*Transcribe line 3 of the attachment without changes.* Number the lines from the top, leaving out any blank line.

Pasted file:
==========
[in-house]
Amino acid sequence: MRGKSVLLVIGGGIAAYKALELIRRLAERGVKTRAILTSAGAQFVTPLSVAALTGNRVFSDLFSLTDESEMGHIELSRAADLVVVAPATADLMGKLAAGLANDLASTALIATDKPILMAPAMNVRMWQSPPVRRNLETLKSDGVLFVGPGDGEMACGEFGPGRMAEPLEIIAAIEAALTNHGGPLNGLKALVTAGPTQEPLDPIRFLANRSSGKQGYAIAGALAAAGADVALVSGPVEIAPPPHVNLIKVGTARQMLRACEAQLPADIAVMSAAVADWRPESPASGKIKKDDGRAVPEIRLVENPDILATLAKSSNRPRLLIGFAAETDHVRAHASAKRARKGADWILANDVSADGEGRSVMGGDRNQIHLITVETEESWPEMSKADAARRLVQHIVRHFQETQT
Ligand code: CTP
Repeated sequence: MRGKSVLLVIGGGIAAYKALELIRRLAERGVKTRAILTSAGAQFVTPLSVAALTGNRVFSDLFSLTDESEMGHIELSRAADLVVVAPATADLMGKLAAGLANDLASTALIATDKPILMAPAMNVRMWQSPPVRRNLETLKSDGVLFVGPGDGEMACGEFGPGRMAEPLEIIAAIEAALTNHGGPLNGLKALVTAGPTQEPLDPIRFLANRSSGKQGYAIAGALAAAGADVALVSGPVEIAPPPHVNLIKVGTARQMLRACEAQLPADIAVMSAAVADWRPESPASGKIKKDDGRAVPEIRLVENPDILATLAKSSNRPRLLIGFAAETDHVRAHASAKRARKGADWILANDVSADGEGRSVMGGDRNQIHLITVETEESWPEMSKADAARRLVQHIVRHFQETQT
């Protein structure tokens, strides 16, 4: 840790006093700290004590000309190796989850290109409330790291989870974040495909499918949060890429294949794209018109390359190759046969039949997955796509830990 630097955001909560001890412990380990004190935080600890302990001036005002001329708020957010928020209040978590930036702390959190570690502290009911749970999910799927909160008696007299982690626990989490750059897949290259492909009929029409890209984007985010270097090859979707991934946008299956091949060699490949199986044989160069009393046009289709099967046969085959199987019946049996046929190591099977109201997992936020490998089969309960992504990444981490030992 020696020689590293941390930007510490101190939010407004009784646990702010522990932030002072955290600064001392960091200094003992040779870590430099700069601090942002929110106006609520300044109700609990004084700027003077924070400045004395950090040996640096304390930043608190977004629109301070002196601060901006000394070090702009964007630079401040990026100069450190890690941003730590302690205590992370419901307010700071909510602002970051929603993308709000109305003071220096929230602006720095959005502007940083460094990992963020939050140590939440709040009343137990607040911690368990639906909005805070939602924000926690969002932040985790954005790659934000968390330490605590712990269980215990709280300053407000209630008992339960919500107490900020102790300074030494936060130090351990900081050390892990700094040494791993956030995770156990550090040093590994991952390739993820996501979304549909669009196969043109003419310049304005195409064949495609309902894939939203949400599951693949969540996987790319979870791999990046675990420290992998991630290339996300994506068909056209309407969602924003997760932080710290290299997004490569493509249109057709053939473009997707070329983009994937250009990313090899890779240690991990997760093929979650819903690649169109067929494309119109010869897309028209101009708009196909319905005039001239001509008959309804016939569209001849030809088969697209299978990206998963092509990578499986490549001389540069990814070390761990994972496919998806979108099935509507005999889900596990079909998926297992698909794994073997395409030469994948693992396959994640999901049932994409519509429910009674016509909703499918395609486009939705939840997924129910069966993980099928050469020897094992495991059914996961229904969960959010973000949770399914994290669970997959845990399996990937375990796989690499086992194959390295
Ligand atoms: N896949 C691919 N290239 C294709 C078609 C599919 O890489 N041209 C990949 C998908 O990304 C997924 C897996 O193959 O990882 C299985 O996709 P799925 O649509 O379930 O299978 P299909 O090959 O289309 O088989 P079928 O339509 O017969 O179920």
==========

Ligand code: CTP